• There may be more than one person in the records with the same name.
  • You may not be sure of your own ancestor’s name.
  • Your ancestor may have used different names, or variations of their name, throughout their life.
  • If your ancestor used an alias or a nickname, be sure to check for those alternate names.
  • Even though these indexes are very accurate they may still contain inaccuracies, such as altered spellings, misinterpretations, and optical character recognition errors if the information was scanned.

For tips about searching on-line collections see the on-line article FamilySearch Search Tips and Tricks.

Using the Information

When you have located your ancestor’s record, carefully evaluate each piece of information given. Save a copy of the image or transcribe the information. These pieces of information may give you new biographical details. Add this new information to your records of each family. You should also look for leads to other records about your ancestors. For example:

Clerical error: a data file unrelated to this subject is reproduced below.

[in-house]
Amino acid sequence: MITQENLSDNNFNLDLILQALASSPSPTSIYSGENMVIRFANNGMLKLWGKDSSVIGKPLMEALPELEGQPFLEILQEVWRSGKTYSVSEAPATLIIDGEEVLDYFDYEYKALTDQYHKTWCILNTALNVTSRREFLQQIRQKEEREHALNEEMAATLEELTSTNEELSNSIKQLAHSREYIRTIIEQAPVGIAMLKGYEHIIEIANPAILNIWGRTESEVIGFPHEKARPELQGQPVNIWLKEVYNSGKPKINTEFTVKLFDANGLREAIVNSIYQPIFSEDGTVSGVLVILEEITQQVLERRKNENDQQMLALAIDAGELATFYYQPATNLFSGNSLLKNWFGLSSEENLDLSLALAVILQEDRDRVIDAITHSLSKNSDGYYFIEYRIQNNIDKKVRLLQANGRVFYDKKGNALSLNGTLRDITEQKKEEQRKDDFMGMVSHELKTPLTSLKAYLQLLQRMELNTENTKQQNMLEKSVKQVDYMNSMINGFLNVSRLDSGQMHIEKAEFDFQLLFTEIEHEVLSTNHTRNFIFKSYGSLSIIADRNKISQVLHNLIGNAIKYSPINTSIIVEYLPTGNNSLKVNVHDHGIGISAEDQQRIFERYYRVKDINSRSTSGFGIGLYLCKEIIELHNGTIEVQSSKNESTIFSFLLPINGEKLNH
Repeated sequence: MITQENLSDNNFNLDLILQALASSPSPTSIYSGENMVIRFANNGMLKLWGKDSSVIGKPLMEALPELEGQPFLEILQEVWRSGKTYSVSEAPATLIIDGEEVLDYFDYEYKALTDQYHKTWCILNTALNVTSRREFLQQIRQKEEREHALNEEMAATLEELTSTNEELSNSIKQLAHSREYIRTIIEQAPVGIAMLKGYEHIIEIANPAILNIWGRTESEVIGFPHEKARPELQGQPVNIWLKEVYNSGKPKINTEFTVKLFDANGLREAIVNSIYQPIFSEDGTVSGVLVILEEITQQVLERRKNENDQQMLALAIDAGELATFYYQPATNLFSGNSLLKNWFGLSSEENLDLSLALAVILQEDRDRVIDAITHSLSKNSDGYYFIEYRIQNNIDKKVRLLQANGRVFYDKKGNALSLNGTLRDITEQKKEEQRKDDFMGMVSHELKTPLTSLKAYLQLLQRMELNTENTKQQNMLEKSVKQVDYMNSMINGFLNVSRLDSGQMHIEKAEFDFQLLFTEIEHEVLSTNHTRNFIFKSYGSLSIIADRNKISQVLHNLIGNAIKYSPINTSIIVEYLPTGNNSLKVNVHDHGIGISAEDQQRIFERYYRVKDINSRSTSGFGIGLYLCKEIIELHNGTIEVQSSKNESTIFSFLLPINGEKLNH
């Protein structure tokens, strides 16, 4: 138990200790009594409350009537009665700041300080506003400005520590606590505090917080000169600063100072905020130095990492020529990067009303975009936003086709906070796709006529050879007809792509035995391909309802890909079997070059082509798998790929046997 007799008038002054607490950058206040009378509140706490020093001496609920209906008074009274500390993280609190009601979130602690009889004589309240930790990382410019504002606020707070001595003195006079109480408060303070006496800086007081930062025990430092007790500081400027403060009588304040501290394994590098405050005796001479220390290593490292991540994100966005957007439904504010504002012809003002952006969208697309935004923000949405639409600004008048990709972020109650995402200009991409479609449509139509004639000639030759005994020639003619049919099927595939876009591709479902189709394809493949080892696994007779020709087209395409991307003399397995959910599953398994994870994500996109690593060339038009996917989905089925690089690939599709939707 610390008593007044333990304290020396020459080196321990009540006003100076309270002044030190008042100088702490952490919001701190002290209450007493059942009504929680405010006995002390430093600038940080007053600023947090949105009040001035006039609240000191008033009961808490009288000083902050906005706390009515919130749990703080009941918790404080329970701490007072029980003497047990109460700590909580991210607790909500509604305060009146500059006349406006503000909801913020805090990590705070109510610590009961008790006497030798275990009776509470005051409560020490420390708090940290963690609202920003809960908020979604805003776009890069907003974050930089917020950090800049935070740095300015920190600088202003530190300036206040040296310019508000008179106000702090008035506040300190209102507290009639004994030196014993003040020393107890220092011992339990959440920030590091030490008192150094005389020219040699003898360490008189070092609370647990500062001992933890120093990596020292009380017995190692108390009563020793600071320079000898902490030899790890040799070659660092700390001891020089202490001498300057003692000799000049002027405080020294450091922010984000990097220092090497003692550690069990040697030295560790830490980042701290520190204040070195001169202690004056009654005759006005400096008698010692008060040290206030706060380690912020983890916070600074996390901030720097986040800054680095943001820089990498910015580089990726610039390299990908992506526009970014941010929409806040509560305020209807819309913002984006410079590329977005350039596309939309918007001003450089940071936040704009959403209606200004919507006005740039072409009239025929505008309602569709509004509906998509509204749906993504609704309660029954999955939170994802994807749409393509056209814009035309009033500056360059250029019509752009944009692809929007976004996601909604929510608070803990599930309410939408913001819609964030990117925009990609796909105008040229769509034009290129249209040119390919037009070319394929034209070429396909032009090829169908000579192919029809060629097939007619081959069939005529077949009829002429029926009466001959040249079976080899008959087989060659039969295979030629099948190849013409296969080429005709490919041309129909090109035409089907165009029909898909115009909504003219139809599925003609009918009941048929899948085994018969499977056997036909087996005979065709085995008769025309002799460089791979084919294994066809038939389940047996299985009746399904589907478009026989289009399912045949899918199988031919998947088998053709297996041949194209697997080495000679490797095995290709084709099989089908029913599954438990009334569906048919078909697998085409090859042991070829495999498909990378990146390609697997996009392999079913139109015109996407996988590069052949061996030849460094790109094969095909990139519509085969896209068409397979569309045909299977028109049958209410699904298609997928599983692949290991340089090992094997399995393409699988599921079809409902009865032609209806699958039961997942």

• Use the age categories to determine an approximate birth date range.
  • Use the residence to locate other records such as land, probate, tax, and church records.

Tips to Keep in Mind

  • Continue to search the index and records to identify other relatives.
  • When looking for a person who had a common name, look at all the entries for the name before deciding which is correct.
  • You may need to compare the information of more than one family or person to make this determination.
  • Be aware that, as with any index, transcription errors may occur.

Unable to Find Your Ancestor?

  • Look for variant spellings of the names. You should also look for alias names, nicknames and abbreviated names.
  • Search the indexes and records of nearby localities.
  • Try alternative search methods such as only filling in the surname search box (or the given name search box) on the landing page leaving the other box empty and then click on search. This should return a list of everyone with that particular name. You could then browse the list for individuals that may be your ancestor.